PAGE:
Moldbug is not advocating capitalism

There is a stunning level of confusion surrounding Unqualified Reservations. I can understand it to some degree because it does not actually provide a coherent body of thought – it develops and becomes more sophisticated as he understands the implications of the reactionary position that he has adopted.

What Moldbug appears to have done is to adopt De Jouvenel’s insights as correct, and come to conclusion that it explains leftism and the right wing because it does. He has also adopted the absolutist position by obviously understanding that the De Jouvenelian solution of better blocks is illogical given that De Jouvenel has outlined how that very action is a driver of powers’ leveling of society.

This absolutist position is also utterly opposed to modern capitalism. Now we can argue until the cows come home about the definition of capitalism, so I will make this clear- within the absolutist tradition, capitalism is the denial of sovereign primary property and the assertion of the pre-societal and pre-government nature of secondary property. I don’t care what your liberal interpretation is because this basically covers all of them.

This makes the presence of anarcho-capitalists puzzling, until you realize their presence is based on a series of confusions following Moldbug’s explanations of property as that which can be defended. Land by virtue of using liberal anthropology asserts that individuals with MAD capability can be sovereign, hey presto, secondary property is now sovereign property. Capitalism is rescued – pre-societal and not societaly dependent ownership.

This is unfortunately not based on observable reality, has no precedence, and actually runs counter to all examples of what occurs when individuals become sufficiently wealthy to have an impact on society. It is simply wrong. To make matters worse, it is a liberalisation of Moldbug’s rejection of liberalism. It is the application of a conception of the human in which the functioning individual is pre-societal based on drastic misunderstandings. In summary it is a tangled knot of error and the only escape routes are to a) declare humans defective b) call for the building of AI that can do this. Whilst the new soviet man was needed to compensate for the fraudulence inherent in the soviet communalisation of secondary property, Land’s libertarian rugged individual AI superman will compensate for the fraudulence of capitalistic individual ownership of secondary property -now made primary on an individual level. Mirror image communism.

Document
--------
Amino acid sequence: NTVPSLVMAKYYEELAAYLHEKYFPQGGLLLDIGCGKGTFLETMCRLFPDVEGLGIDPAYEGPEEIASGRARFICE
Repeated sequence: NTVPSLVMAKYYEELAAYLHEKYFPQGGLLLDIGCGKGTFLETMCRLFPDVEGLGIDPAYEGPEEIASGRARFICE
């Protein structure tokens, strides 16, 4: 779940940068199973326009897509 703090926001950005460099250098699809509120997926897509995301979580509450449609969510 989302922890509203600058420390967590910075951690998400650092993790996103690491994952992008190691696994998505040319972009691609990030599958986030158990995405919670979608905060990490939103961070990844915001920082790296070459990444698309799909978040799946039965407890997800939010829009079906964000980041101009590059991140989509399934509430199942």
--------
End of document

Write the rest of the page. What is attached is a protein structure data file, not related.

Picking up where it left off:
On the plus side, at least this confusion is sophisticated. Other forms of confusion are not. The worst one is the confusion of Unqualified Reservations as being an advocacy of basic manchesterised state capitalism. This is wrong because he is advocating primary property which makes all within the sovereign entity’s control its primary property, with subsequent ownership being secondary. On this point I will present two extracts from two posts to highlight this point:

Limited government as anti-propertarian idealism

“What I suggest is that limited government is a form of idealism, rooted like all Western idealisms in Christianity. Specifically, it is a member of the antipropertarian family of idealisms.

Antipropertarianism is a very natural idealism that has been reinvented probably more times than anyone can count. Once you admit that all humans are spiritually equal, and a duke is no better than a beggar, it’s pretty hard not to ask yourself why the duke is a duke and the beggar is a beggar. If the answer is that the duke was born a duke, whereas the beggar was a farmer until his crop failed last year, anyone who has even the slightest shred of interest in building God’s kingdom on earth can see that there’s a small problem here.

If you are disposed to any species of antipropertarianism, almost the first abuse you’ll think of is the idea that one man, or one family, can own an entire country. (Or even the people in it – as, for example, the US alone among nations claims the right to tax its expatriate serfs.) Therefore, you will try to come up with some design in which the country is owned or controlled in some sense by its residents. You will make it not a kingdom but a community.